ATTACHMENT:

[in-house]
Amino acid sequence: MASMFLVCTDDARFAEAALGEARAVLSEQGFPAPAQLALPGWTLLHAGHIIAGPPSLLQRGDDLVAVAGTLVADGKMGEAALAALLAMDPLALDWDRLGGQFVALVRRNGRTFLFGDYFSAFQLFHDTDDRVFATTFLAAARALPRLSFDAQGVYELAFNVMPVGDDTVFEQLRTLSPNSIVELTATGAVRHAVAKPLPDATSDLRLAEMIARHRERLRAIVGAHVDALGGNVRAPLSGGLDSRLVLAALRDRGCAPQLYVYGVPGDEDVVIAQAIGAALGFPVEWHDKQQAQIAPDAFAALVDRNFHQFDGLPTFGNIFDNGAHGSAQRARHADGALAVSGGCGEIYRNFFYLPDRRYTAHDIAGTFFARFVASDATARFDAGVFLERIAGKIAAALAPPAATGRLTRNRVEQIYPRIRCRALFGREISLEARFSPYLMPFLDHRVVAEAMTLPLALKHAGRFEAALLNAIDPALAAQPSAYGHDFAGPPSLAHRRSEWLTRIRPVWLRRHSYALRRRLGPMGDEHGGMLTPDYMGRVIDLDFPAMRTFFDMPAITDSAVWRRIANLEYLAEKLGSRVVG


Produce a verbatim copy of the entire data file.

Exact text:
[in-house]
Amino acid sequence: MASMFLVCTDDARFAEAALGEARAVLSEQGFPAPAQLALPGWTLLHAGHIIAGPPSLLQRGDDLVAVAGTLVADGKMGEAALAALLAMDPLALDWDRLGGQFVALVRRNGRTFLFGDYFSAFQLFHDTDDRVFATTFLAAARALPRLSFDAQGVYELAFNVMPVGDDTVFEQLRTLSPNSIVELTATGAVRHAVAKPLPDATSDLRLAEMIARHRERLRAIVGAHVDALGGNVRAPLSGGLDSRLVLAALRDRGCAPQLYVYGVPGDEDVVIAQAIGAALGFPVEWHDKQQAQIAPDAFAALVDRNFHQFDGLPTFGNIFDNGAHGSAQRARHADGALAVSGGCGEIYRNFFYLPDRRYTAHDIAGTFFARFVASDATARFDAGVFLERIAGKIAAALAPPAATGRLTRNRVEQIYPRIRCRALFGREISLEARFSPYLMPFLDHRVVAEAMTLPLALKHAGRFEAALLNAIDPALAAQPSAYGHDFAGPPSLAHRRSEWLTRIRPVWLRRHSYALRRRLGPMGDEHGGMLTPDYMGRVIDLDFPAMRTFFDMPAITDSAVWRRIANLEYLAEKLGSRVVG